The principal contribution of this work lies in the explicit representation of decision steps and the implications this has for the handling of knowledge goals. Cassandra is, we believe, the first planner in which decisions are represented as explicit actions in the plans that it constructs. Cassandra's knowledge goals arise specifically from the need to decide between alternative courses of action, as preconditions of the decision actions. Cassandra is thus consistent with the view that planning is the process of making decisions in advance. In this view, contingency plans are plans that defer some decisions until the information on which they are based will be available [Pryor 1995]. Different plan branches correspond to different decision outcomes.
Through its use of explicit decision steps, Cassandra distinguishes between sensing or information-gathering actions on the one hand, and decision making on the other. One important reason for making this distinction is that a decision may depend on more than one piece of information, each available through performing different actions. In addition, separating information-gathering from decision-making provides a basis for introducing alternative methods for making decisions. For example, the extension to Cassandra described in Section 6.5.5 introduces a type of decision that directs the executing agent to perform all branches resulting from a given source of uncertainty, which allows the construction of plans that can succeed in situations in which there is no way of telling what the actual outcome is (e.g., the bomb-in-the-toilet problem). We believe that the explicit representation of different methods for making decisions is an important direction for future research.
Because knowledge goals arise as preconditions of decisions in Cassandra, the need to know whether a particular plan branch will work is distinguished from the need to know the actual outcome of an uncertainty. Cassandra does not plan to determine outcomes unless they are relevant to the achievement or otherwise of its goals. Moreover, Cassandra does not treat knowledge goals as special cases: plans to achieve them may be as complex as plans to achieve any other goals. As well as planning to achieve knowledge goals that arise as preconditions of decisions, Cassandra can also produce plans for top-level knowledge goals.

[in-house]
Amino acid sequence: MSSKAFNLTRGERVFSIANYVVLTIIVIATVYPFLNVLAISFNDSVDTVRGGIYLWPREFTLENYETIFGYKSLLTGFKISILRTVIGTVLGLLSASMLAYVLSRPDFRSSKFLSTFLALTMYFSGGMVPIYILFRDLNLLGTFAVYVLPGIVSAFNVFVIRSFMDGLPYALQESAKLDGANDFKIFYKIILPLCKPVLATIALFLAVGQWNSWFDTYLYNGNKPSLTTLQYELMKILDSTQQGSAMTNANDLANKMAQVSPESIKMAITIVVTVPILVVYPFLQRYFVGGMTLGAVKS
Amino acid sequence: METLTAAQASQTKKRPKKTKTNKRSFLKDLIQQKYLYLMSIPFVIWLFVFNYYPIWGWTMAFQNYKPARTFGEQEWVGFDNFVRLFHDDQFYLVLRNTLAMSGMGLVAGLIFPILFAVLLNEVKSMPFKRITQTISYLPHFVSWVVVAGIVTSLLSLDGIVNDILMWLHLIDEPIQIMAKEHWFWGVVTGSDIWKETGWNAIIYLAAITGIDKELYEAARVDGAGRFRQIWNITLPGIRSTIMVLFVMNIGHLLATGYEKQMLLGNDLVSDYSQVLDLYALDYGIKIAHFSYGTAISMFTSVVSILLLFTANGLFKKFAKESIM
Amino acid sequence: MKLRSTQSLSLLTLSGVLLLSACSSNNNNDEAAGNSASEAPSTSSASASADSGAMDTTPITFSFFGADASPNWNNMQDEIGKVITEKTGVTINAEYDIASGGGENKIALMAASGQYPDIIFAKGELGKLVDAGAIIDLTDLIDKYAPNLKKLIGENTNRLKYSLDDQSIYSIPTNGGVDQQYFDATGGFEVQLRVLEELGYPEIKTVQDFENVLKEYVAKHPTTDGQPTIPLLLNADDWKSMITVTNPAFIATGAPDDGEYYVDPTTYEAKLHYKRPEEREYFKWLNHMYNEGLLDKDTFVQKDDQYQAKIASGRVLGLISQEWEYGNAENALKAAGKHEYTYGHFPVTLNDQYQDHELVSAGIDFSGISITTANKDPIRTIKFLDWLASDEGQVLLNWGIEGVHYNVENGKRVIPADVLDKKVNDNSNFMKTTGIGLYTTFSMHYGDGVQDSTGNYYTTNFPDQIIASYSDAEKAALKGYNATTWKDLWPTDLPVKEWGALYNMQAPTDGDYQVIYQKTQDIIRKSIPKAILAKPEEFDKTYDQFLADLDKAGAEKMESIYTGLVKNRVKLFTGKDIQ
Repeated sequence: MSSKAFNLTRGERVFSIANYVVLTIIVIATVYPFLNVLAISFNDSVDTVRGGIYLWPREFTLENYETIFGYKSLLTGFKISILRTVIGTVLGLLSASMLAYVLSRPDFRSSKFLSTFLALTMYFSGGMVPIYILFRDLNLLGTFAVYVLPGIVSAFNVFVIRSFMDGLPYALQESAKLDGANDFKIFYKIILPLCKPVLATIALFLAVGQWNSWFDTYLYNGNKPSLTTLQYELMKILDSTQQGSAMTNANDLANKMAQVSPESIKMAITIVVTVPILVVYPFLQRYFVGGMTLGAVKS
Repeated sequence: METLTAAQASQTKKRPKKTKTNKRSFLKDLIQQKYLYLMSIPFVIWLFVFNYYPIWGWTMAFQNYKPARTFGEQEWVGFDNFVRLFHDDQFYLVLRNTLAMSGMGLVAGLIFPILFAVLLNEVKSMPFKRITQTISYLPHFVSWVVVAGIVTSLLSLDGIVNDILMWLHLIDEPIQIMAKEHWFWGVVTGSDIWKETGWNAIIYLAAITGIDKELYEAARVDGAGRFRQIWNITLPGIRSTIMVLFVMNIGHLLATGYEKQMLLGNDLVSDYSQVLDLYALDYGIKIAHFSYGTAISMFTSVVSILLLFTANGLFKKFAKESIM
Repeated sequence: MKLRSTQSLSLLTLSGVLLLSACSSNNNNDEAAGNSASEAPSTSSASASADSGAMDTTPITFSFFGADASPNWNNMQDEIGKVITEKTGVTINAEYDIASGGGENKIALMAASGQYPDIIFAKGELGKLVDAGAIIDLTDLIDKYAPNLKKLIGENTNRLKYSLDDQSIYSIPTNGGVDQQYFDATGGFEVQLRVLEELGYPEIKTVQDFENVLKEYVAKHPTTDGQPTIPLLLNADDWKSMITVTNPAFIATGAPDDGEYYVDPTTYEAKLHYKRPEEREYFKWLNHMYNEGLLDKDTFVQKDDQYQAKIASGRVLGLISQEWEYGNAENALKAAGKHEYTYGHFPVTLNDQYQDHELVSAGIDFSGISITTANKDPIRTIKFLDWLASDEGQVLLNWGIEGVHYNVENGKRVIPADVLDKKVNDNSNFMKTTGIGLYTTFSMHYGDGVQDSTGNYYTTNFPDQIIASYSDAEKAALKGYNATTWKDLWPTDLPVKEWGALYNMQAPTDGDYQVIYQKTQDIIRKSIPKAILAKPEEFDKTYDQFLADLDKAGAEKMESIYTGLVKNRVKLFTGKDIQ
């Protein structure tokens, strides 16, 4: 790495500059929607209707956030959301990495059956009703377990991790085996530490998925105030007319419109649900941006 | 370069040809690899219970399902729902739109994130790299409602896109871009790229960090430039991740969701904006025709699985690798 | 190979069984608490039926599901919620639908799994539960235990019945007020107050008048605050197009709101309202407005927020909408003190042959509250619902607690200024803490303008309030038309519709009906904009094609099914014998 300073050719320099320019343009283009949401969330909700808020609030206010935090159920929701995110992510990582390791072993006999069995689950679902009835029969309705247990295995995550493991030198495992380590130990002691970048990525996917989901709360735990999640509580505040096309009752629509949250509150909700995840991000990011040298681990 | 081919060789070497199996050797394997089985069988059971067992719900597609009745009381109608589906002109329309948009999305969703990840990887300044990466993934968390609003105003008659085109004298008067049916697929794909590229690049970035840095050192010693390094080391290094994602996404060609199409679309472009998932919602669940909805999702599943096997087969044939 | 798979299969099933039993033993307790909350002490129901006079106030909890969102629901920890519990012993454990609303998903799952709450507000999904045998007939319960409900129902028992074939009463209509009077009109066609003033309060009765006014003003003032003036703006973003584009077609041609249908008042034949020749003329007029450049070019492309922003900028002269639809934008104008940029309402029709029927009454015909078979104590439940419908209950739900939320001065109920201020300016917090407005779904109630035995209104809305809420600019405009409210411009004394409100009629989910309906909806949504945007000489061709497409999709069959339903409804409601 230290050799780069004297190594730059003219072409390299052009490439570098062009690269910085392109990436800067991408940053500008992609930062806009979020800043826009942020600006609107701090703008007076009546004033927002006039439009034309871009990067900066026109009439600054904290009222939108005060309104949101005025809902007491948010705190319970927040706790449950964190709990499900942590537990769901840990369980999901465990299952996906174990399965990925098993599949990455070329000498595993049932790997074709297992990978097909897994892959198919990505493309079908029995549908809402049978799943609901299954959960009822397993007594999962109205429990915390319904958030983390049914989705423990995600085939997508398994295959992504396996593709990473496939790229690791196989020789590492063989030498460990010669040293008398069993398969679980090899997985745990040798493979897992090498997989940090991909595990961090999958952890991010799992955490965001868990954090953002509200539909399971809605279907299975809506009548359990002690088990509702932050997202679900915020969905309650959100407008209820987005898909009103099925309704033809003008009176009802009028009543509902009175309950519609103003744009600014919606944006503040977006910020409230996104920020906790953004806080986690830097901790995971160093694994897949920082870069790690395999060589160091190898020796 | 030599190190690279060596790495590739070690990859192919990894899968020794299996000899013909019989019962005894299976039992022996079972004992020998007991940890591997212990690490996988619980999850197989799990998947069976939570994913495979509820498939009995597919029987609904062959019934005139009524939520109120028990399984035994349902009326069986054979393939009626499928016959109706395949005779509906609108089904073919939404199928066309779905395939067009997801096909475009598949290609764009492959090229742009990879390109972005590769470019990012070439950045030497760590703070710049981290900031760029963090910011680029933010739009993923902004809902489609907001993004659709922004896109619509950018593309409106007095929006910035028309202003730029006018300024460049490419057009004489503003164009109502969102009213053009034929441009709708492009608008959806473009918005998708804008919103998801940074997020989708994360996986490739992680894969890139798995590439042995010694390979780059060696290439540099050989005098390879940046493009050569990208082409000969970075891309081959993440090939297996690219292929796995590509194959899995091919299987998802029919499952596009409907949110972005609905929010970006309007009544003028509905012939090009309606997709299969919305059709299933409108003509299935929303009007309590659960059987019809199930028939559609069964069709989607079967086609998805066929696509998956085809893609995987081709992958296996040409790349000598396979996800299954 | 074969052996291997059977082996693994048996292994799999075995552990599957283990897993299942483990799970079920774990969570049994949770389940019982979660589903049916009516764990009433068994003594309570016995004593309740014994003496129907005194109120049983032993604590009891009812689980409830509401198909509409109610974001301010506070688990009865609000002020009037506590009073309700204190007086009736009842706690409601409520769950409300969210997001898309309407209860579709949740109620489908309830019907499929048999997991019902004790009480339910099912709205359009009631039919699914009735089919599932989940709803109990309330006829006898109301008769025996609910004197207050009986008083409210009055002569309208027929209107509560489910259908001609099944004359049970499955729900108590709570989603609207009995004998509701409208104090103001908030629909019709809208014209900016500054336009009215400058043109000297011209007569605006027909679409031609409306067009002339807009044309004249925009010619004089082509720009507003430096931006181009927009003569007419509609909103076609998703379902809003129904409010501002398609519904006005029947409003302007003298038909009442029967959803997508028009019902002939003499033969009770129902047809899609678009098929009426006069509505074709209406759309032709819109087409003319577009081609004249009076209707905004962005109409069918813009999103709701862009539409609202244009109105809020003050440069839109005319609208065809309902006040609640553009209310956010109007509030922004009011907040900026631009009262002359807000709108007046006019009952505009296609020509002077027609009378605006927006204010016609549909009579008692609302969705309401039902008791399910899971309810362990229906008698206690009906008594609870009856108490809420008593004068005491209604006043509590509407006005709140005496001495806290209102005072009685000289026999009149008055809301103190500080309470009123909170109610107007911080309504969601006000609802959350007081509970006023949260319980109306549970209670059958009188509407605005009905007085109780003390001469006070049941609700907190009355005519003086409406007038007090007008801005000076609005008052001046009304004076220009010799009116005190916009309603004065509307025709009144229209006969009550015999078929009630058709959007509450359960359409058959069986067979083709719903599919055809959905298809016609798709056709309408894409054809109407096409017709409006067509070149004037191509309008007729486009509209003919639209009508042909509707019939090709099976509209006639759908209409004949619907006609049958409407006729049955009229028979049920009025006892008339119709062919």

Two other features of Cassandra are worth noting: the flexibility afforded by its labeling scheme; and the potential for learning and adaptation afforded by its representation of uncertainty.
Cassandra's labeling scheme, although complex, allows the agent executing the plan to distinguish between three classes of action: those that must be executed in a given contingency; those that must not; and those whose execution will not affect the achievement of the goal in that contingency. This feature paves the way for the extension described above that allows Cassandra to build plans requiring the execution of all branches resulting from a source of uncertainty.
Cassandra's representation makes no assumptions as to the intrinsic nature of uncertainty. An unknown precondition simply denotes that the information as to what context will produce a particular effect from an action is not available to the planner. It may be that this information is in principle unknowable (in domains involving quantum effects, for example); it is much more likely that the uncertainty results from the limitations of the planner or of the information available to it. In general, an agent operating in a real-world domain will be much more effective if it can learn to improve its performance and adapt to changing conditions. The use of unknown preconditions to represent uncertainty means that in some circumstances it would be relatively simple to incorporate the results of such learning and adaptation into the planner's domain knowledge. For example, the planner might discover how to predict certain outcomes: it could then change the unknown preconditions into ones reflecting the new knowledge. If, on the other hand, it discovered that predicted effects were consistently failing to occur, it could change the relevant preconditions into unknown ones.